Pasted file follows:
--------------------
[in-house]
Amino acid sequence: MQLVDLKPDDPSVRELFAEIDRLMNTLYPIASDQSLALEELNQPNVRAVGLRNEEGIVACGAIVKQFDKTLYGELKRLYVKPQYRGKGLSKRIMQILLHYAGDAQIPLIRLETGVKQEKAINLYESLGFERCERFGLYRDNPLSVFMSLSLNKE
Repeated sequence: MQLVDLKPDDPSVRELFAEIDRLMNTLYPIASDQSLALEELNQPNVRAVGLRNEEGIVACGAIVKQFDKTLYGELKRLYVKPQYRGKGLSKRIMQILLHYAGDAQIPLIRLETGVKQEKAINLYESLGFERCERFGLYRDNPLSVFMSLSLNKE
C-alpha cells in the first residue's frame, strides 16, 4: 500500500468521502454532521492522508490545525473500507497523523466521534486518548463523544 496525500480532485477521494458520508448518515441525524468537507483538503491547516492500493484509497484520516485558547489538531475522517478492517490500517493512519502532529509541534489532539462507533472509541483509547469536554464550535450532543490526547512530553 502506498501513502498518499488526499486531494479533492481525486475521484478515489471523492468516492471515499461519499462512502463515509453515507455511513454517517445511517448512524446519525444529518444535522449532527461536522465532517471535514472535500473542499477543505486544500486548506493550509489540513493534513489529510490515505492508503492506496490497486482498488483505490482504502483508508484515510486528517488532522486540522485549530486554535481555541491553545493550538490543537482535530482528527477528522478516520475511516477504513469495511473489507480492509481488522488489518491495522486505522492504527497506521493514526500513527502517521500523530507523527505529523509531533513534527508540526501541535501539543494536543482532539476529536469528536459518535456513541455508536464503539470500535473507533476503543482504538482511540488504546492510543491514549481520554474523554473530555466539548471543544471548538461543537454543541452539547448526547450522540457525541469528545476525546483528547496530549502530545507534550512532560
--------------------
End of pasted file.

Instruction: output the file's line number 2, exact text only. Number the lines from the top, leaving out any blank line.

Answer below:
Amino acid sequence: MQLVDLKPDDPSVRELFAEIDRLMNTLYPIASDQSLALEELNQPNVRAVGLRNEEGIVACGAIVKQFDKTLYGELKRLYVKPQYRGKGLSKRIMQILLHYAGDAQIPLIRLETGVKQEKAINLYESLGFERCERFGLYRDNPLSVFMSLSLNKE